Marriage Vote Has All the Characteristics of Merkel’s Success

German chancellor Angela Merkel addresses her parliament in Berlin, June 14, 2012
German chancellor Angela Merkel addresses her parliament in Berlin, June 14, 2012 (Bundesregierung)

Germany’s vote for marriage equality is a perfect example of how Angela Merkel has been able to stay in power for twelve years.

Parliament unexpectedly voted to legalize gay marriage on Friday after Merkel announced a free vote. A quarter of her own Christian Democrats joined the left in supporting marriage equality. Read more

In Era of Trump, Europeans Become Free Traders

French president Emmanuel Macron is greeted by German chancellor Angela Merkel in Berlin, May 15
French president Emmanuel Macron is greeted by German chancellor Angela Merkel in Berlin, May 15 (Bundesregierung)

European leaders are preparing for a showdown on trade when they meet Donald Trump at the G20 summit in Hamburg next month.

“Whoever believes that the world’s problems can be solved by isolationism and protectionism is mistaken,” Germany’s chancellor, Angela Merkel, told her parliament on Thursday.

French president Emmanuel Macron chimed in: “If free trade is questioned by a member state then we need to address this.” Read more

Conservatives Have Neglected Their Responsibility to the Union

The flags of the United Kingdom and Scotland fly in Sumburgh on the Shetland Islands, July 3, 2014
The flags of the United Kingdom and Scotland fly in Sumburgh on the Shetland Islands, July 3, 2014 (Julien Carnot)

The full name of Britain’s ruling party is the Conservative and Unionist Party, but you wouldn’t know it from the way they have governed lately. Read more

Macron Makes Start with Labor Reform in France

Danish prime minister Lars Løkke Rasmussen is greeted by French president Emmanuel Macron outside the Elysée Palace in Paris, June 9
Danish prime minister Lars Løkke Rasmussen is greeted by French president Emmanuel Macron outside the Elysée Palace in Paris, June 9 (Facebook)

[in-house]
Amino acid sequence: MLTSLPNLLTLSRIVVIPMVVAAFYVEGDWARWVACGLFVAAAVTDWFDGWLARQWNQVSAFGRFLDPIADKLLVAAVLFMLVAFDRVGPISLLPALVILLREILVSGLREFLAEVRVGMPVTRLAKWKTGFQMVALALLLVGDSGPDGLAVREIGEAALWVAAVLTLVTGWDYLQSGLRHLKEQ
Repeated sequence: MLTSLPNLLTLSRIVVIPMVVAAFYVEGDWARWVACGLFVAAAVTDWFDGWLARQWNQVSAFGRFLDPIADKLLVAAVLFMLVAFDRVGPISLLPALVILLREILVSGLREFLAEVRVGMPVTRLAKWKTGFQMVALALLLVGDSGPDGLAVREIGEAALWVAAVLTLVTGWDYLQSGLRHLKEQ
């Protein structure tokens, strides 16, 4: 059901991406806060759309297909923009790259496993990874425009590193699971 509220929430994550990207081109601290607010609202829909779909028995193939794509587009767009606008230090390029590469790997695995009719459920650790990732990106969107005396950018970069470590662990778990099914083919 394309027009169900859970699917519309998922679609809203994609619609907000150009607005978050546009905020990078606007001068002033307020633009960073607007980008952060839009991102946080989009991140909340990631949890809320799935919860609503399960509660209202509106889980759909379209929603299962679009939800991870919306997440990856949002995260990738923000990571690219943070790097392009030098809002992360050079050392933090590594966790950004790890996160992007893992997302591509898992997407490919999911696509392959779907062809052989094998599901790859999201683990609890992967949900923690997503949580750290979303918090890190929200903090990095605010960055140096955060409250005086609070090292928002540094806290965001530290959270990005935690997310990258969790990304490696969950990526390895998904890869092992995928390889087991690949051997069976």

French president Emmanuel Macron has unveiled his first labor reforms:

  • Capping the damages judges can award to employees who have been wrongfully terminated.
  • Merging workers’ councils in companies.
  • Enabling employers to go around workers’ councils — which are often dominated by trade unions — and call company-wide referendums on sensitive topics, like overtime.
  • Allowing multinationals to lay off workers at loss-making French subsidiaries even if the foreign-based parent company is profitable.

“The idea is to loosen the rules while also ensuring safeguards for employees,” Muriel Pénicaud, the labor minister, said. Read more

Scotland Delays Independence Plans in Wake of Election Defeat

Nicola Sturgeons waves to photographers outside the Scottish first minister's residence in Edinburgh, November 20, 2014
Nicola Sturgeons waves to photographers outside the Scottish first minister’s residence in Edinburgh, November 20, 2014 (Scottish Government)

Scotland’s ruling nationalists have delayed plans for a second independence referendum with Nicola Sturgeon, the regional first minister, arguing it is “too soon right now” to make a decision.

The climbdown comes after the Scottish National Party went down from 50 to 37 percent support in parliamentary elections. Read more

Dutch Liberal, Christian Parties Start Talks to Form Government

Former Dutch finance minister Gerrit Zalm speaks at an event in Rotterdam, March 10, 2016
Former Dutch finance minister Gerrit Zalm speaks at an event in Rotterdam, March 10, 2016 (Rotterdams Philharmonisch Orkest)

Parties in the Netherlands have asked former finance minister Gerrit Zalm to lead negotiations for forming a government, signaling their seriousness to do a deal before the start of the fiscal year in September. Read more

DUP Pact Makes It Harder for May to Win Back Middle England

British prime minister Theresa May and Labour Party leader Jeremy Corbyn walk down the Houses of Parliament in London, England to listen to the Queen's Speech, June 21
British prime minister Theresa May and Labour Party leader Jeremy Corbyn walk down the Houses of Parliament in London, England to listen to the Queen’s Speech, June 21 (UK Parliament)

The compromise British prime minister Theresa May has hashed out with Northern Ireland’s unionist party to stay in power could make it even harder for her Conservatives to win back the trust of Middle England.

May didn’t have much of a choice. No other party was willing to prop up her minority government, which is nine seats short in the House of Commons.

But the pact with the hardline Democratic Unionist Party (DUP), which hasn’t updated its social views since the 1980s, compounds the mistake May made in calling an early election. Read more